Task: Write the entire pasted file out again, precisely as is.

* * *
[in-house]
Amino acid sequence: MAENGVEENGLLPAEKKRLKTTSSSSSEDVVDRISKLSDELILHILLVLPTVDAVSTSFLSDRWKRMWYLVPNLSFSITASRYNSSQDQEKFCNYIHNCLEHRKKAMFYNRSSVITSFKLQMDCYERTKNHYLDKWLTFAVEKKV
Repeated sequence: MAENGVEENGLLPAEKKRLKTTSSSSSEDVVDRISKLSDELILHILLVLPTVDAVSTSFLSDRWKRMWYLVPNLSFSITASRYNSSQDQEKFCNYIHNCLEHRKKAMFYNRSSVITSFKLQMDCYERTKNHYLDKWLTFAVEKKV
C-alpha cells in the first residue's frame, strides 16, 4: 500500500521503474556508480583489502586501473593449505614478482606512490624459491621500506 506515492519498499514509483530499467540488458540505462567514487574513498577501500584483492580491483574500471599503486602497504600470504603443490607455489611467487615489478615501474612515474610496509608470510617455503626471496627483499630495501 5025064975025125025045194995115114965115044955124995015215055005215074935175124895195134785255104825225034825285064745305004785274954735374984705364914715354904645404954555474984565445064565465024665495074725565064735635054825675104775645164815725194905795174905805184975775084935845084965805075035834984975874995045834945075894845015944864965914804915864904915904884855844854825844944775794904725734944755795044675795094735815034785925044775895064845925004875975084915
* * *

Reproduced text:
[in-house]
Amino acid sequence: MAENGVEENGLLPAEKKRLKTTSSSSSEDVVDRISKLSDELILHILLVLPTVDAVSTSFLSDRWKRMWYLVPNLSFSITASRYNSSQDQEKFCNYIHNCLEHRKKAMFYNRSSVITSFKLQMDCYERTKNHYLDKWLTFAVEKKV
Repeated sequence: MAENGVEENGLLPAEKKRLKTTSSSSSEDVVDRISKLSDELILHILLVLPTVDAVSTSFLSDRWKRMWYLVPNLSFSITASRYNSSQDQEKFCNYIHNCLEHRKKAMFYNRSSVITSFKLQMDCYERTKNHYLDKWLTFAVEKKV
C-alpha cells in the first residue's frame, strides 16, 4: 500500500521503474556508480583489502586501473593449505614478482606512490624459491621500506 506515492519498499514509483530499467540488458540505462567514487574513498577501500584483492580491483574500471599503486602497504600470504603443490607455489611467487615489478615501474612515474610496509608470510617455503626471496627483499630495501 5025064975025125025045194995115114965115044955124995015215055005215074935175124895195134785255104825225034825285064745305004785274954735374984705364914715354904645404954555474984565445064565465024665495074725565064735635054825675104775645164815725194905795174905805184975775084935845084965805075035834984975874995045834945075894845015944864965914804915864904915904884855844854825844944775794904725734944755795044675795094735815034785925044775895064845925004875975084915